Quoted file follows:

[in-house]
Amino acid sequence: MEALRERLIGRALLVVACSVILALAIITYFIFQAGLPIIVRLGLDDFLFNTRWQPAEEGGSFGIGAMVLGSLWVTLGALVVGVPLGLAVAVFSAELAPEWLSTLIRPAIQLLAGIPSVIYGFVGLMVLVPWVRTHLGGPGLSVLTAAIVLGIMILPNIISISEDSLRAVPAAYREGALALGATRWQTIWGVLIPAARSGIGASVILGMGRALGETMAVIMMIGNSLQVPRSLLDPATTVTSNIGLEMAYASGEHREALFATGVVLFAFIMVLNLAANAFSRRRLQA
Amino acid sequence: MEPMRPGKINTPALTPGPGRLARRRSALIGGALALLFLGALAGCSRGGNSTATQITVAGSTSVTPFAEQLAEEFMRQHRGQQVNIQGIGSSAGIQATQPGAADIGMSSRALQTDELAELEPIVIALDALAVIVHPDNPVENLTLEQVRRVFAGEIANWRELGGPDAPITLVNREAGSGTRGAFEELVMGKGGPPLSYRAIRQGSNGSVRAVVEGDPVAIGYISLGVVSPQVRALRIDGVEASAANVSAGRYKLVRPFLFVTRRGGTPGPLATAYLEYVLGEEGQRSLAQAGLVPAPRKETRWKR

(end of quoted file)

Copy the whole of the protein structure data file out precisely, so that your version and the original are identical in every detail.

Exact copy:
[in-house]
Amino acid sequence: MEALRERLIGRALLVVACSVILALAIITYFIFQAGLPIIVRLGLDDFLFNTRWQPAEEGGSFGIGAMVLGSLWVTLGALVVGVPLGLAVAVFSAELAPEWLSTLIRPAIQLLAGIPSVIYGFVGLMVLVPWVRTHLGGPGLSVLTAAIVLGIMILPNIISISEDSLRAVPAAYREGALALGATRWQTIWGVLIPAARSGIGASVILGMGRALGETMAVIMMIGNSLQVPRSLLDPATTVTSNIGLEMAYASGEHREALFATGVVLFAFIMVLNLAANAFSRRRLQA
Amino acid sequence: MEPMRPGKINTPALTPGPGRLARRRSALIGGALALLFLGALAGCSRGGNSTATQITVAGSTSVTPFAEQLAEEFMRQHRGQQVNIQGIGSSAGIQATQPGAADIGMSSRALQTDELAELEPIVIALDALAVIVHPDNPVENLTLEQVRRVFAGEIANWRELGGPDAPITLVNREAGSGTRGAFEELVMGKGGPPLSYRAIRQGSNGSVRAVVEGDPVAIGYISLGVVSPQVRALRIDGVEASAANVSAGRYKLVRPFLFVTRRGGTPGPLATAYLEYVLGEEGQRSLAQAGLVPAPRKETRWKR